19 March 2012

a region of mythological darkness

Such a cult of fatalism can be seen as consolidation of the north's older repuation for depression, ill-fortune and occult or demonic presence. If the north, historically, has been regarded as a psychic lightning conductor for suffering and random evil, informed by legends of withcraft (as at Pendle Hill, with the torture of witches at Lancaster gaol), the exploits of Brady and Hindley on the Moors, the horror of working conditions in the eighteenth and nineteenth centuries, the botched redevelopment schemes of the 1960s and 1970s and the collapse of the local industries throughout the 1980s, then you have a region of mythological darkness.
Michael Bracewell, England is Mine (London: Flamingo, 1997), p. 172

Reading this, at first I thought I'd found the passage that had sparked David Peace's Red Riding books into life: the latency of local evil, even the property deals are there. But Nineteen Seventy-Four came out in 1998*, so I guess it's more that Bracewell & Peace each corroborate the other's vision of Yorkshire as hellmouth.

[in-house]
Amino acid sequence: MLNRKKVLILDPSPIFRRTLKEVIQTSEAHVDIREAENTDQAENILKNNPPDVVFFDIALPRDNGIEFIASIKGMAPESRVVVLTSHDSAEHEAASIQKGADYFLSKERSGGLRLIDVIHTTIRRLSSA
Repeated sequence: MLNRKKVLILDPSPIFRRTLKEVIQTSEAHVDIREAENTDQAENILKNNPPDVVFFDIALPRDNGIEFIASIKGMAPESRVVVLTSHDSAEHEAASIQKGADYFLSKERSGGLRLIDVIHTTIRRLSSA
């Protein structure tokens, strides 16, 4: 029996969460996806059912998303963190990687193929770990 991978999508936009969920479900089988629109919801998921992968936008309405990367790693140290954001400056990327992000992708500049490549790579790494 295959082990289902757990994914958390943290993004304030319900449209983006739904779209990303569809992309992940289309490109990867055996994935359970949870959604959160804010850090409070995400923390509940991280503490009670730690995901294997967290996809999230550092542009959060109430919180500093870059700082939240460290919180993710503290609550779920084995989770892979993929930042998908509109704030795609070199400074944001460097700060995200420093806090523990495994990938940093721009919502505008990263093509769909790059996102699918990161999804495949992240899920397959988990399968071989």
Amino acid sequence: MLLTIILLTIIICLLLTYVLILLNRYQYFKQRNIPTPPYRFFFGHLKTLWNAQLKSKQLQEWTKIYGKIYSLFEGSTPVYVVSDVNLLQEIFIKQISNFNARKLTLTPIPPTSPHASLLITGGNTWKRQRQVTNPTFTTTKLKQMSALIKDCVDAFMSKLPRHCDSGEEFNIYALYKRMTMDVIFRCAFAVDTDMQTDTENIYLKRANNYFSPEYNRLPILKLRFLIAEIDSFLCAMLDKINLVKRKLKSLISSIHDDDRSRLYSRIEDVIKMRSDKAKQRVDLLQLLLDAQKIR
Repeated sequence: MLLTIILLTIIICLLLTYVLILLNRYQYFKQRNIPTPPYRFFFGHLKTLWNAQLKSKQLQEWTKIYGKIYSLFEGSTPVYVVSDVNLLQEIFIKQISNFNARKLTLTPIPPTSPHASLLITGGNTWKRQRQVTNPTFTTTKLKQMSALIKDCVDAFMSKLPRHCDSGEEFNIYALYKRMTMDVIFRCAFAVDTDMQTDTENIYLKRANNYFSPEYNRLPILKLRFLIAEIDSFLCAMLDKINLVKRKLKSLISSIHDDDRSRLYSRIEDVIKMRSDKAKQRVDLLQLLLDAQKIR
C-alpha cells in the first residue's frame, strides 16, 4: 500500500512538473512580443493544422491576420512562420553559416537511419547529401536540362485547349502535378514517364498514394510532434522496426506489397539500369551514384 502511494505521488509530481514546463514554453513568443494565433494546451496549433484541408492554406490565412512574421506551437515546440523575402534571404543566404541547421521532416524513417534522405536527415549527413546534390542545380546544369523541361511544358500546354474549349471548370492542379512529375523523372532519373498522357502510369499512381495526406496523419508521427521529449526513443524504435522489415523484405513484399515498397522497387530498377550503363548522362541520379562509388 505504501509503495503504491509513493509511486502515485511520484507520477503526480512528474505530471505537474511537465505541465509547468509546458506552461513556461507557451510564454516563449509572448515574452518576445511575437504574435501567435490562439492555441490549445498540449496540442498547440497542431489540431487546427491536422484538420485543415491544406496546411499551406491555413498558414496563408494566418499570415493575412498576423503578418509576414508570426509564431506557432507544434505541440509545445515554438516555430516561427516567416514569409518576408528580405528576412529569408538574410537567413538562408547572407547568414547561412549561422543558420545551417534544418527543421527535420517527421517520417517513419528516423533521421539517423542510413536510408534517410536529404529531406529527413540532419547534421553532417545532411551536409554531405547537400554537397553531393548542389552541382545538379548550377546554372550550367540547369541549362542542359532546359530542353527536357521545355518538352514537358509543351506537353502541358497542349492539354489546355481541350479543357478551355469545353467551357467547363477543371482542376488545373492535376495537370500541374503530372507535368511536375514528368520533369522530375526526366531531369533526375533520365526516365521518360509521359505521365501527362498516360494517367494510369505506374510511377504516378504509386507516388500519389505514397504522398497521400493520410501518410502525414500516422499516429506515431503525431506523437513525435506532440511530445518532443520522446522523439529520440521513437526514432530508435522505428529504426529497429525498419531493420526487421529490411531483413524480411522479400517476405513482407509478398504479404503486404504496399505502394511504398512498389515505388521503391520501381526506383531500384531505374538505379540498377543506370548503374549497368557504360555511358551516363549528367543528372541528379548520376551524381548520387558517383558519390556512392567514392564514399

*Just double-checked & it was in fact 1999... so maybe more truth to first thought.

2 comments:

Phil Knight said...

It's a funny thing though, but if you read Christopher Hill's "The World Turned Upside Down", the north is portrayed as a fairly stable, traditional, peaceful region, and all the religious-fanatical uproars are happening in the south-east. Many of the biggest outrages of the Civil War happened in what is now the stockbroker belt.

Sometime during the mid-18th Century, the south became the north, and the north became the south.

Zone Styx Travelcard said...

C18 into C19 the north was awash with industrial money & philanthropic municipal projects... but then again that was the era of Blake's dark satanic mills. Bracewell quotes from the novel Billy Liar at one point: 'I don't mind the dark satanic mills. It's the dark satanic chip shops and the dark satanic pubs and the dark satanic etc...'